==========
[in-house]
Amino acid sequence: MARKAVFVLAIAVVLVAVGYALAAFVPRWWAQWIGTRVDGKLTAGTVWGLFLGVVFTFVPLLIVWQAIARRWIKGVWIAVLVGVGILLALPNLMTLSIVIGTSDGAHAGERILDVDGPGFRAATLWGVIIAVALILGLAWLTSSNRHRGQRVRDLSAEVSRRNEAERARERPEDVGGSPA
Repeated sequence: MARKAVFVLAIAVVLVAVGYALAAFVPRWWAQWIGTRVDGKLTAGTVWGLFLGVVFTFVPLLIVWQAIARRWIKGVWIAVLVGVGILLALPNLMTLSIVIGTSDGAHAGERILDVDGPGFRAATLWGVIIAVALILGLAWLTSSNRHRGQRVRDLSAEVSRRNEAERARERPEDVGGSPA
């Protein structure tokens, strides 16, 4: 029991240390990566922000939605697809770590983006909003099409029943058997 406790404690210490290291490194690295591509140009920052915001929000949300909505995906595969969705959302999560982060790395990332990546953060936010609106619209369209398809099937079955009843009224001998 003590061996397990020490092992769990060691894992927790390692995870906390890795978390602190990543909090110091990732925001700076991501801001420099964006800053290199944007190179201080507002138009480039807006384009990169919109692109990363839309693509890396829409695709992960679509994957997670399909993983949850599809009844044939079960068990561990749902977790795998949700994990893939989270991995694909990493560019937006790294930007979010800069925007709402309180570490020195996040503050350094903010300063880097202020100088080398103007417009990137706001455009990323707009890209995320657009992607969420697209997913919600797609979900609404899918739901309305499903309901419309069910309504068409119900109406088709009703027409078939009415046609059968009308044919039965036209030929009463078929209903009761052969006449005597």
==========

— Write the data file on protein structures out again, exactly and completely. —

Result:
[in-house]
Amino acid sequence: MARKAVFVLAIAVVLVAVGYALAAFVPRWWAQWIGTRVDGKLTAGTVWGLFLGVVFTFVPLLIVWQAIARRWIKGVWIAVLVGVGILLALPNLMTLSIVIGTSDGAHAGERILDVDGPGFRAATLWGVIIAVALILGLAWLTSSNRHRGQRVRDLSAEVSRRNEAERARERPEDVGGSPA
Repeated sequence: MARKAVFVLAIAVVLVAVGYALAAFVPRWWAQWIGTRVDGKLTAGTVWGLFLGVVFTFVPLLIVWQAIARRWIKGVWIAVLVGVGILLALPNLMTLSIVIGTSDGAHAGERILDVDGPGFRAATLWGVIIAVALILGLAWLTSSNRHRGQRVRDLSAEVSRRNEAERARERPEDVGGSPA
């Protein structure tokens, strides 16, 4: 029991240390990566922000939605697809770590983006909003099409029943058997 406790404690210490290291490194690295591509140009920052915001929000949300909505995906595969969705959302999560982060790395990332990546953060936010609106619209369209398809099937079955009843009224001998 003590061996397990020490092992769990060691894992927790390692995870906390890795978390602190990543909090110091990732925001700076991501801001420099964006800053290199944007190179201080507002138009480039807006384009990169919109692109990363839309693509890396829409695709992960679509994957997670399909993983949850599809009844044939079960068990561990749902977790795998949700994990893939989270991995694909990493560019937006790294930007979010800069925007709402309180570490020195996040503050350094903010300063880097202020100088080398103007417009990137706001455009990323707009890209995320657009992607969420697209997913919600797609979900609404899918739901309305499903309901419309069910309504068409119900109406088709009703027409078939009415046609059968009308044919039965036209030929009463078929209903009761052969006449005597």